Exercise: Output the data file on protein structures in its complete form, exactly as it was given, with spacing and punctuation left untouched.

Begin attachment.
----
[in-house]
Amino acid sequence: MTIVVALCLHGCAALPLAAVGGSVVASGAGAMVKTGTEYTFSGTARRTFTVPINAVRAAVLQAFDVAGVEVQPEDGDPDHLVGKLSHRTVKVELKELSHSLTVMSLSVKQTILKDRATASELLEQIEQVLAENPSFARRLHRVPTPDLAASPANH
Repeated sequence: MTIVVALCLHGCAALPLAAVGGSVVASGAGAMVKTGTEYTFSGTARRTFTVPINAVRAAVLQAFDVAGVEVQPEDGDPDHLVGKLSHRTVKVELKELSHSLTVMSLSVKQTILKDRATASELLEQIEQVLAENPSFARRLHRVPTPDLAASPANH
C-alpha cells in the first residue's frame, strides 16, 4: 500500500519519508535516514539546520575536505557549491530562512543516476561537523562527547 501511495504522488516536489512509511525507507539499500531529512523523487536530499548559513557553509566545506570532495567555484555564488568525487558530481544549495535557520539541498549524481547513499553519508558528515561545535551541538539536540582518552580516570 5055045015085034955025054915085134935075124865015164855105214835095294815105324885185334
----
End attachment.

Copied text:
[in-house]
Amino acid sequence: MTIVVALCLHGCAALPLAAVGGSVVASGAGAMVKTGTEYTFSGTARRTFTVPINAVRAAVLQAFDVAGVEVQPEDGDPDHLVGKLSHRTVKVELKELSHSLTVMSLSVKQTILKDRATASELLEQIEQVLAENPSFARRLHRVPTPDLAASPANH
Repeated sequence: MTIVVALCLHGCAALPLAAVGGSVVASGAGAMVKTGTEYTFSGTARRTFTVPINAVRAAVLQAFDVAGVEVQPEDGDPDHLVGKLSHRTVKVELKELSHSLTVMSLSVKQTILKDRATASELLEQIEQVLAENPSFARRLHRVPTPDLAASPANH
C-alpha cells in the first residue's frame, strides 16, 4: 500500500519519508535516514539546520575536505557549491530562512543516476561537523562527547 501511495504522488516536489512509511525507507539499500531529512523523487536530499548559513557553509566545506570532495567555484555564488568525487558530481544549495535557520539541498549524481547513499553519508558528515561545535551541538539536540582518552580516570 5055045015085034955025054915085134935075124865015164855105214835095294815105324885185334